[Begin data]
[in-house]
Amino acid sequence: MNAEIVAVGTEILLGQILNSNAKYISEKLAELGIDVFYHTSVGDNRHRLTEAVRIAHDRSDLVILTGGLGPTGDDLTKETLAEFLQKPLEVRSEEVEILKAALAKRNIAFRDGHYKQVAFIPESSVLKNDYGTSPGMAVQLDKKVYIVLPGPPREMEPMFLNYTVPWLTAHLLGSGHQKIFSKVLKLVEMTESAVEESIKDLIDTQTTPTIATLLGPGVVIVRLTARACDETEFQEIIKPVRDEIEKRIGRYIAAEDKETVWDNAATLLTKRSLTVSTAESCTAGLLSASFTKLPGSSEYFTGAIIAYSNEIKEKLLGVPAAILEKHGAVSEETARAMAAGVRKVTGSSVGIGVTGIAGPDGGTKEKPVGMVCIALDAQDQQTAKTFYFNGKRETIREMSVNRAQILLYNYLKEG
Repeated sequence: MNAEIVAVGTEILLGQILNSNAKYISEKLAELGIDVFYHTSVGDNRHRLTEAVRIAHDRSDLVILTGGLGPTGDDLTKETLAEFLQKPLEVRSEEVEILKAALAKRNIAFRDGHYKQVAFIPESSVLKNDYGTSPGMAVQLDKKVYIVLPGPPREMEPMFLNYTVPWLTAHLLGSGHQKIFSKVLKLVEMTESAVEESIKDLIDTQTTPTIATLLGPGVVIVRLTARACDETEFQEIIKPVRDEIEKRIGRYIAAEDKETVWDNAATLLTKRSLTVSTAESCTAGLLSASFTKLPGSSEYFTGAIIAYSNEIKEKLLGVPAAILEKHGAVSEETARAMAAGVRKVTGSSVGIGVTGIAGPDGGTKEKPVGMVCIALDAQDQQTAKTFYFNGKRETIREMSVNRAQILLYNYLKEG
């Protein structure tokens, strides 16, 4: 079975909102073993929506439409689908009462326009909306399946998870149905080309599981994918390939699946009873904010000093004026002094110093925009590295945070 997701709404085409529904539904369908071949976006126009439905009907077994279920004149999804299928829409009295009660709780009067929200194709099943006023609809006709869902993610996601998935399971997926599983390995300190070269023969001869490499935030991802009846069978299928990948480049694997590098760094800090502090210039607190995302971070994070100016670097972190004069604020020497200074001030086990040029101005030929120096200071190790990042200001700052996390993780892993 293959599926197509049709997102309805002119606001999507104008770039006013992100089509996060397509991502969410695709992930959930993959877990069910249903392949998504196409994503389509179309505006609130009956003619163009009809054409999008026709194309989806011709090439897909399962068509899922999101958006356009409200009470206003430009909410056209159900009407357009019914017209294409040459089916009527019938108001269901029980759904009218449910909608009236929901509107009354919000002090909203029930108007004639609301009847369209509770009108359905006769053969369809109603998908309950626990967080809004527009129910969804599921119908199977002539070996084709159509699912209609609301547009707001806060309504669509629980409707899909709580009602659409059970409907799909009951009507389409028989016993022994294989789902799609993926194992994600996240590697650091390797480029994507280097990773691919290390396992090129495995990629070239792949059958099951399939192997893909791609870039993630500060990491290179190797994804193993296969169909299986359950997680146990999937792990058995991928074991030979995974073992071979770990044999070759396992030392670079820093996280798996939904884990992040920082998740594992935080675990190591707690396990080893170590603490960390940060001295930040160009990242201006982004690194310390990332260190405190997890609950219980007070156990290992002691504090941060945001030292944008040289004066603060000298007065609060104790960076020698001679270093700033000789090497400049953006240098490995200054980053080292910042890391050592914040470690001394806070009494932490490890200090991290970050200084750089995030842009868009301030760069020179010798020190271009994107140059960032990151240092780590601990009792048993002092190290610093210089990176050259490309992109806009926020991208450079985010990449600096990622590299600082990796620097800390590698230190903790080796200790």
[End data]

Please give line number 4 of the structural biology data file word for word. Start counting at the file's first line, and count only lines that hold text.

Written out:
């Protein structure tokens, strides 16, 4: 079975909102073993929506439409689908009462326009909306399946998870149905080309599981994918390939699946009873904010000093004026002094110093925009590295945070 997701709404085409529904539904369908071949976006126009439905009907077994279920004149999804299928829409009295009660709780009067929200194709099943006023609809006709869902993610996601998935399971997926599983390995300190070269023969001869490499935030991802009846069978299928990948480049694997590098760094800090502090210039607190995302971070994070100016670097972190004069604020020497200074001030086990040029101005030929120096200071190790990042200001700052996390993780892993 293959599926197509049709997102309805002119606001999507104008770039006013992100089509996060397509991502969410695709992930959930993959877990069910249903392949998504196409994503389509179309505006609130009956003619163009009809054409999008026709194309989806011709090439897909399962068509899922999101958006356009409200009470206003430009909410056209159900009407357009019914017209294409040459089916009527019938108001269901029980759904009218449910909608009236929901509107009354919000002090909203029930108007004639609301009847369209509770009108359905006769053969369809109603998908309950626990967080809004527009129910969804599921119908199977002539070996084709159509699912209609609301547009707001806060309504669509629980409707899909709580009602659409059970409907799909009951009507389409028989016993022994294989789902799609993926194992994600996240590697650091390797480029994507280097990773691919290390396992090129495995990629070239792949059958099951399939192997893909791609870039993630500060990491290179190797994804193993296969169909299986359950997680146990999937792990058995991928074991030979995974073992071979770990044999070759396992030392670079820093996280798996939904884990992040920082998740594992935080675990190591707690396990080893170590603490960390940060001295930040160009990242201006982004690194310390990332260190405190997890609950219980007070156990290992002691504090941060945001030292944008040289004066603060000298007065609060104790960076020698001679270093700033000789090497400049953006240098490995200054980053080292910042890391050592914040470690001394806070009494932490490890200090991290970050200084750089995030842009868009301030760069020179010798020190271009994107140059960032990151240092780590601990009792048993002092190290610093210089990176050259490309992109806009926020991208450079985010990449600096990622590299600082990796620097800390590698230190903790080796200790």